The Enduring Character
WPA Prints from the Permanent Collection
The prints in this exhibition were produced under the auspices of the Works Progress Administration’s Federal Art Progress.
The Works Progress Administration
The Works Progress Administration, or WPA, was a government program started by President Franklin Delano Roosevelt during the Great Depression. It began in 1935 as a New Deal program and continued until 1943. The purpose of the WPA was to kickstart the American economy by having the government create jobs in service to the public.
Millions of unskilled workers were employed to build public works projects like bridges, roads, post offices, schools, parks, and more in communities across the nation, and the unemployed became breadwinners for their families in a time when money and food were scarce.
In 1939, the Works Progress Administration was renamed the Works Projects Administration.
The Federal Art Project
The branch of the WPA responsible for these prints was the Federal Art Project, or FAP, which was a division of Federal Project Number One. In the years it was active, the Federal Art Project employed over ten thousand artists, providing relief to artists in need of income and bringing art to a wider public audience as a result.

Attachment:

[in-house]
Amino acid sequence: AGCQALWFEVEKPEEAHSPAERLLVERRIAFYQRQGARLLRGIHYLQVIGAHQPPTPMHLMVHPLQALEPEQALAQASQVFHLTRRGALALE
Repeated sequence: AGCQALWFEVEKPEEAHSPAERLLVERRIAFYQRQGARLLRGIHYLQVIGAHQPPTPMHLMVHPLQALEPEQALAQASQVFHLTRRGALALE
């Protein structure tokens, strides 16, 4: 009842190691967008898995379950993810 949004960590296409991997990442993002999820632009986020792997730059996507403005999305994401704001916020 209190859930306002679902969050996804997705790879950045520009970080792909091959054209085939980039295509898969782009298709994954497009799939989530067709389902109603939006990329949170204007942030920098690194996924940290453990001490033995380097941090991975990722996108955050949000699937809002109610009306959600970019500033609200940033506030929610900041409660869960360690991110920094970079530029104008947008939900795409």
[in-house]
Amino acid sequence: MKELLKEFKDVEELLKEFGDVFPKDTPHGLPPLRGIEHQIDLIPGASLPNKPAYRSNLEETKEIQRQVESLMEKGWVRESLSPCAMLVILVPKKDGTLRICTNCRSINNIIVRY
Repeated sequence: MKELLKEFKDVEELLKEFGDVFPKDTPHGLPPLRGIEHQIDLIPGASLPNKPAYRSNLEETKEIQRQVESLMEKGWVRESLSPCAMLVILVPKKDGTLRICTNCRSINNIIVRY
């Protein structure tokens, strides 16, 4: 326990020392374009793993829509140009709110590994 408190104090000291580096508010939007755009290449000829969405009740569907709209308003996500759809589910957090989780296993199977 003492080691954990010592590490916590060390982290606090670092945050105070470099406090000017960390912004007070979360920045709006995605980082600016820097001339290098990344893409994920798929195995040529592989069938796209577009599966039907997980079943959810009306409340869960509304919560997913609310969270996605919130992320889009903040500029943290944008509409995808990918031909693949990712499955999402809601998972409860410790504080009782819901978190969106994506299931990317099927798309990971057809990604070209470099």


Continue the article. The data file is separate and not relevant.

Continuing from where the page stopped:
Many art teachers were also employed in community centers to teach classes to both children and adults, and more than one hundred community art centers were established because of this program.
Artists employed by the FAP were paid $23.60 a week (roughly equal to $428 today) to create murals, easel paintings, sculptures, fine art prints, posters, photography, theatre scenic design, and arts and crafts, and these pieces were then distributed to public institutions across the country.
These works of art are allocated rather than given to the institutions and remain federal property.